Veteran defensive end Ricky Foley is standing in front of his locker in the Toronto Argonauts brand new locker room, shirtless and displaying an upper body full of tattoos, including one on his right arm that says “Country Boy.”
The 34-year-old is from Courtice, Ont., a tiny community about 60 km east of here and home to some 35,000, which is only about 10,000 more than the number of fans who turned up on Thursday at BMO Field for the Argos season opener, and the first game of the CFL season.
But the game didn’t go at all as planned—not even close. Foley did not expect what was supposed to be a storybook season, a fresh start for this team in their new home at BMO Field, where they’ll host the 104th Grey Cup this November, to begin this way.
The Argos suffered a 42–20 loss to their rival Hamilton Tiger-Cats, an effort that saw them turn over the ball three times, and get a slew of penalties, and look like they were out of it after the first half, then stage a semi-comeback, then fall back again and never recover.
“They’re a good team—I get it,” Foley said. “But we really beat ourselves.”
Only when conversation shifts to the atmosphere does a smile cross the face of the fifth-year Argo and three-time Grey Cup champion.
“It was awesome,” Foley said. “That’s killing me, though. We have an awesome fan base, we had everything we wanted for the last how many years, being here in this organization and we came out and crapped the bed. So that’s not good. But it was amazing.”
And then Foley, who’s now played 62 games as an Argo, said “awesome” three more times.
In a less-than-stellar debut to 2016 for the double blue, the atmosphere was the silver lining. Argos coach Scott Milanovich put it best: “It was awesome and disappointing all at once.”
But was it ever awesome.
If Thursday’s first-ever CFL game at BMO Field was any indication, football is going to be an event in this city again. It’s back.
Before kick-off, you might have mistaken the atmosphere for one you’d find outside Ralph Wilson Stadium in Buffalo, or at Michigan Stadium. Not along the lakeshore in downtown Toronto.
For the first time in a long time before an Argos game, you could tell something big was about to happen. And for a city set to host the Grey Cup, this turnaround comes just in time, thanks to new management under owners Larry Tanenbaum and Bell Canada, who took over on the first day of the year.
This was an historic day for Toronto: The first tailgate before a regular-season pro sports game in the city, ever. Well, sort of. “We’ve been doing this illegally for years,” said Matt Pettit, a season’s ticket holder.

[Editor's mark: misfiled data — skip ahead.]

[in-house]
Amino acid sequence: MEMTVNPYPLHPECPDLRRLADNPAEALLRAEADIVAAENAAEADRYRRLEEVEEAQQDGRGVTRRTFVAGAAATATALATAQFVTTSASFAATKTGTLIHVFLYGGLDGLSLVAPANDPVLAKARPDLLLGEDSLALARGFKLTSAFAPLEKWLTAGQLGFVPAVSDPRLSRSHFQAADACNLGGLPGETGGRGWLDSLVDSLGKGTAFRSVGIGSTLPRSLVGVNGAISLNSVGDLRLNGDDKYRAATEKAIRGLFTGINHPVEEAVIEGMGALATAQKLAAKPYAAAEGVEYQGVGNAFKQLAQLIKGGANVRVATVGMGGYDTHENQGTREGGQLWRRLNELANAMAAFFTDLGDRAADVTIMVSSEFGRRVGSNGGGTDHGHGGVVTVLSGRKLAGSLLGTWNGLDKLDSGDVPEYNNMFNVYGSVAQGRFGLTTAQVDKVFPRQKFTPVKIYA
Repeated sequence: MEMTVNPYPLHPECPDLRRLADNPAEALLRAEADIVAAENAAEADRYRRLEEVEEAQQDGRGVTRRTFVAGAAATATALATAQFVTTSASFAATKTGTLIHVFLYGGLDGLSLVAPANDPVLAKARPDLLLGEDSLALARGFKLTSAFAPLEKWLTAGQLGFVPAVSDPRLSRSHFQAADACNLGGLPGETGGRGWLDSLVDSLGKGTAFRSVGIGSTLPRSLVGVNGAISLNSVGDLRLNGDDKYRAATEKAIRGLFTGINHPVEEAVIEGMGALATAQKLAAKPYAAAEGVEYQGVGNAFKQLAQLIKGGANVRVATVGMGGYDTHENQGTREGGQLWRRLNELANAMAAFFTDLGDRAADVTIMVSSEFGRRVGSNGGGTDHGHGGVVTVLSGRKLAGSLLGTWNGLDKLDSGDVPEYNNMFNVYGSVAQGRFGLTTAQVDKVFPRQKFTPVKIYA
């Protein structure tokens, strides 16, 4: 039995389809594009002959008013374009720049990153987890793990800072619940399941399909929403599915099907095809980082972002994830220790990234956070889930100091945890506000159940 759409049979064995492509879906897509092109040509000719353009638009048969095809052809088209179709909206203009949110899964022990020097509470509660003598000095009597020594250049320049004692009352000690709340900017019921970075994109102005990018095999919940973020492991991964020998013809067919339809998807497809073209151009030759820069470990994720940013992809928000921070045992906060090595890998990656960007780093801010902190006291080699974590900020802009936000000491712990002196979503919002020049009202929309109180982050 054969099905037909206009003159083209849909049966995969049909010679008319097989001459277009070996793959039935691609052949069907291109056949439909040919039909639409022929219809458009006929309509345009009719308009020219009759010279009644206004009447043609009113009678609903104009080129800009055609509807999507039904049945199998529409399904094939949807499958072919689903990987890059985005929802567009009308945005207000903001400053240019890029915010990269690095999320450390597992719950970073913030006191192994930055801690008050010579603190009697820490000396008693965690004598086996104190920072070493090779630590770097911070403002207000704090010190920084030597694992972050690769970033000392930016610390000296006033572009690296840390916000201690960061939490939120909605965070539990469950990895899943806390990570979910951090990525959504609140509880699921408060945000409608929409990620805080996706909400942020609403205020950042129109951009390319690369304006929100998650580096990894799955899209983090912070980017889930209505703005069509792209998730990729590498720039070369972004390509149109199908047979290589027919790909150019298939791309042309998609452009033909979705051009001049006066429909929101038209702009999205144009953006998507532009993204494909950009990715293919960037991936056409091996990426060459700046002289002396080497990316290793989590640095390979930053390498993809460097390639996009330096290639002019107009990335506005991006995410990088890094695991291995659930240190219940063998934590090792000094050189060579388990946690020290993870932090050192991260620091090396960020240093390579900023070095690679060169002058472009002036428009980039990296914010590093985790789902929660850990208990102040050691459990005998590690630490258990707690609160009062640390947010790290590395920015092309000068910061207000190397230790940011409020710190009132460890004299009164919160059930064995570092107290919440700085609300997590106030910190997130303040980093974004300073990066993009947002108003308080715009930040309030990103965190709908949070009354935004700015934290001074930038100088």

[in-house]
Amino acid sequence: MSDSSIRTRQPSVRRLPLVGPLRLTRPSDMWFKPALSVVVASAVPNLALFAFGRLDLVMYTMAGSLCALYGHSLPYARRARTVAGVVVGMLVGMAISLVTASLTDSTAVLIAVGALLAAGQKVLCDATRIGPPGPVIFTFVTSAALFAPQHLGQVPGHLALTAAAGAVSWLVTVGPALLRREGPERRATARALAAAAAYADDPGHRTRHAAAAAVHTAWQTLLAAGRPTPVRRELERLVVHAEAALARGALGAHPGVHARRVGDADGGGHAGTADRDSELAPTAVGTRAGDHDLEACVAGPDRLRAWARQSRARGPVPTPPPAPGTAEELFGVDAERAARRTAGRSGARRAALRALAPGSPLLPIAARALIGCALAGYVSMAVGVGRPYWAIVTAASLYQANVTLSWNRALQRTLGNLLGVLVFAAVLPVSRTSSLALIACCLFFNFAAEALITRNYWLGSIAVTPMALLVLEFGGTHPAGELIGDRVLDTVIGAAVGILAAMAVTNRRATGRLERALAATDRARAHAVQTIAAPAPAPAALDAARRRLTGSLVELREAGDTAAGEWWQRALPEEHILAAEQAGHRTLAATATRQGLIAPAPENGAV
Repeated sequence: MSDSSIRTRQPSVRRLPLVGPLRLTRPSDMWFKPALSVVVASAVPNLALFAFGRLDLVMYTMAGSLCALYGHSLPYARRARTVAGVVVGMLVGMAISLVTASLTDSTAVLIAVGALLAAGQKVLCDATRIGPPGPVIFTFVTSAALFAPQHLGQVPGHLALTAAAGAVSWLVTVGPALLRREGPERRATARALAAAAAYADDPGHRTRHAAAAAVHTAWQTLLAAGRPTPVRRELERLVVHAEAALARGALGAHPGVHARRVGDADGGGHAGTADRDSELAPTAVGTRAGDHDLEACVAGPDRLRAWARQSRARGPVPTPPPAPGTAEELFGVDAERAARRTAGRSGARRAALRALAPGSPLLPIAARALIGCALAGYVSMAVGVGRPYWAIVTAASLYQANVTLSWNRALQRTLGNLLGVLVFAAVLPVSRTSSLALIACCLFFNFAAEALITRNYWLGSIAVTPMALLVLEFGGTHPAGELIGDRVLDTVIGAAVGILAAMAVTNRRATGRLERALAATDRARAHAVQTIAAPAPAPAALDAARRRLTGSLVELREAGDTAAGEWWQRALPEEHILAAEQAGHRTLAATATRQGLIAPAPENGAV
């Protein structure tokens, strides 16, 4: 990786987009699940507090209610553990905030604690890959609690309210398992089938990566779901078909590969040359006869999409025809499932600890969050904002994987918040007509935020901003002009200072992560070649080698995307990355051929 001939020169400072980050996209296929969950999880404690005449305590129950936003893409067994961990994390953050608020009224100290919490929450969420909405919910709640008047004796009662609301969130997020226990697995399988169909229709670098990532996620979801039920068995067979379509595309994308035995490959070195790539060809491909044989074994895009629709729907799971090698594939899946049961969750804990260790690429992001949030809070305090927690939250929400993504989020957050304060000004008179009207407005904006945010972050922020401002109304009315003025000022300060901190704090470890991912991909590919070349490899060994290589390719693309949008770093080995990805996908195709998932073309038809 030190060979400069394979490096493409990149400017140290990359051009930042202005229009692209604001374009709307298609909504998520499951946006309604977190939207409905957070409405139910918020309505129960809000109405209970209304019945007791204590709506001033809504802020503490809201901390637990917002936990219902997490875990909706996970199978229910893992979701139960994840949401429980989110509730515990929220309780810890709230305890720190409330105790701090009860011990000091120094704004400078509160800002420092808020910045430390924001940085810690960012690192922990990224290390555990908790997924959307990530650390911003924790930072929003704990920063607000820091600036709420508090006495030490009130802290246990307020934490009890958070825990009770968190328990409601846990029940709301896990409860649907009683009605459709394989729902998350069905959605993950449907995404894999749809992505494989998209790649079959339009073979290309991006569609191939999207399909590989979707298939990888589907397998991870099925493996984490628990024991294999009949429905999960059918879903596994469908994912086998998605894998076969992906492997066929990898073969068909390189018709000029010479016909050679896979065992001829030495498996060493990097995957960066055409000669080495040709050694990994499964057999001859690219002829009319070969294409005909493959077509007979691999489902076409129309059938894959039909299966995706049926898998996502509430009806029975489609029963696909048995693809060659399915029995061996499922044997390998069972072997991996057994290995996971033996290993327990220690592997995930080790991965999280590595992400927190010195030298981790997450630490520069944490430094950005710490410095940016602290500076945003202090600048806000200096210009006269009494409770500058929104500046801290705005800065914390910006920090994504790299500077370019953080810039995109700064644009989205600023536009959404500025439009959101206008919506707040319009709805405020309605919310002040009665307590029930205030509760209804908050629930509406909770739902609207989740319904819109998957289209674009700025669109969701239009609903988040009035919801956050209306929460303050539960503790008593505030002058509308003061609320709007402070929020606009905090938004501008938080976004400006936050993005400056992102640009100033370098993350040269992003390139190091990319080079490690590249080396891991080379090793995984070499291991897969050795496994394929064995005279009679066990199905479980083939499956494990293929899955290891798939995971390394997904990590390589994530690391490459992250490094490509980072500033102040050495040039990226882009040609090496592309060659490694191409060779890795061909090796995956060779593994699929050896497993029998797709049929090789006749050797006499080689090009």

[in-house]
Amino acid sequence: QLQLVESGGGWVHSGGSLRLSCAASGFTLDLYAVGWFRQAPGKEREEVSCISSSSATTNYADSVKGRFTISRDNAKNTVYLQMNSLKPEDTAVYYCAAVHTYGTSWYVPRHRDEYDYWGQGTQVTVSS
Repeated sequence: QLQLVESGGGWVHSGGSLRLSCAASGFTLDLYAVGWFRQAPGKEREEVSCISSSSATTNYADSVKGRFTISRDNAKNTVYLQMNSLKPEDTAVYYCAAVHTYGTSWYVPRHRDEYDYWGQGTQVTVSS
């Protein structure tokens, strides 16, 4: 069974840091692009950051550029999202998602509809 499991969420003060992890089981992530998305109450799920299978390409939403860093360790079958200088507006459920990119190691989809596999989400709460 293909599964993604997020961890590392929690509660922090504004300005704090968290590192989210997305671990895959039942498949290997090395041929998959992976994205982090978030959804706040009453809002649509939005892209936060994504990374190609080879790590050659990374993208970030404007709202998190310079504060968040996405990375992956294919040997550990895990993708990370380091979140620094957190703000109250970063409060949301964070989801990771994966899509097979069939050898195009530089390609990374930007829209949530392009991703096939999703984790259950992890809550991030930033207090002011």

“Look around,” Pettit said more than an hour before kick-off, beer in hand, burgers cooking on a little barbecue nearby. “I don’t feel like we’re in Canada right now. It feels like we’re at an American sporting event, and that’s a good thing.”
This was an experienced tailgating crowd. There was a food truck on site in case you didn’t come prepared, but most people did. They cooked up burgers, dogs, roasted peppers. They brought red cups, ping-pong balls and long tables for beer pong. There was a lot of country music. They played cornhole and ladder golf and tossed pigskins and sat in pickup trucks and drank beer.
Argos flags, helmets and jerseys were everywhere, and there were contingents of Ticats fans yelling “Argos suck!” and plenty of Argos fans yelling “Ticats suck!”
It costs $35 to park in the tailgate lot, of which there are two: One close to BMO Field, the other on the Ontario Place grounds. You can also leave your car overnight there—until 9:00 a.m. in one lot, and until noon in the other. Yes, the Argos want fans to party.
The only difference from your average American tailgate is this, and it’s a big one: You have to buy your beer at the event, as per Ontario liquor laws. You can’t bring your own. And security will check your trunk and back seat as you drive in. (Though one fan pointed out if you hid beer under a towel in the backseat of your car, you might be in the clear.)
The good news is the beer goes for $4 for a can, compared to the $12 it costs inside the stadium. The other good news is you can get your tailgating beer from a guy who’s cycling around with a cooler like he’s selling ice cream. He even lets fans sit on the beer bike for photo ops.
There was a lineup outside both tailgate parking lots about an hour before the game, because both were at capacity. In one line there was a guy who went to the trouble of painting his beard and beer belly double blue, and who carried a sword and shield. And the party started early: tailgates begin three hours before the game. Foley was driving by at 4:45 p.m.—two hours and 15 minutes ‘til kickoff—and saw fans partying.
Pre-game party-wise, there’s also the Shipyard, a new concert space where you can find a marching band and the team’s long-time pep band, the 50-member Argonotes. The Shipyard has a festival atmosphere, and it was elbow-to-elbow packed on Thursday.